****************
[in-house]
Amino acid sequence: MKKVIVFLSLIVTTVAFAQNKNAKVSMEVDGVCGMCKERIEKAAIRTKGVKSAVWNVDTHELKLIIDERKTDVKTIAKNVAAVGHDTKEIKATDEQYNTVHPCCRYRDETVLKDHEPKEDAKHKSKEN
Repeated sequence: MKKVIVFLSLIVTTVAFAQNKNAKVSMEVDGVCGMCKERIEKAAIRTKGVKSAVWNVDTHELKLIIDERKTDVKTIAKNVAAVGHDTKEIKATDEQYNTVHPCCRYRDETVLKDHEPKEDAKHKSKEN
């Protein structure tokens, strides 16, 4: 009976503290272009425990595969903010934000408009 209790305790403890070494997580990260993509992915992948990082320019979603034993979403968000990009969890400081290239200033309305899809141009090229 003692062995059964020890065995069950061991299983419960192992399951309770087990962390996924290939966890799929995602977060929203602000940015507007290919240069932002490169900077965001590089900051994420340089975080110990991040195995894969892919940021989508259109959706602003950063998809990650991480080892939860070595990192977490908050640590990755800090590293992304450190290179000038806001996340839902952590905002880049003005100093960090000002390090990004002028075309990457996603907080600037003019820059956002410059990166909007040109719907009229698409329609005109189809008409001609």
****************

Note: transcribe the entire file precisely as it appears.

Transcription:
[in-house]
Amino acid sequence: MKKVIVFLSLIVTTVAFAQNKNAKVSMEVDGVCGMCKERIEKAAIRTKGVKSAVWNVDTHELKLIIDERKTDVKTIAKNVAAVGHDTKEIKATDEQYNTVHPCCRYRDETVLKDHEPKEDAKHKSKEN
Repeated sequence: MKKVIVFLSLIVTTVAFAQNKNAKVSMEVDGVCGMCKERIEKAAIRTKGVKSAVWNVDTHELKLIIDERKTDVKTIAKNVAAVGHDTKEIKATDEQYNTVHPCCRYRDETVLKDHEPKEDAKHKSKEN
């Protein structure tokens, strides 16, 4: 009976503290272009425990595969903010934000408009 209790305790403890070494997580990260993509992915992948990082320019979603034993979403968000990009969890400081290239200033309305899809141009090229 003692062995059964020890065995069950061991299983419960192992399951309770087990962390996924290939966890799929995602977060929203602000940015507007290919240069932002490169900077965001590089900051994420340089975080110990991040195995894969892919940021989508259109959706602003950063998809990650991480080892939860070595990192977490908050640590990755800090590293992304450190290179000038806001996340839902952590905002880049003005100093960090000002390090990004002028075309990457996603907080600037003019820059956002410059990166909007040109719907009229698409329609005109189809008409001609």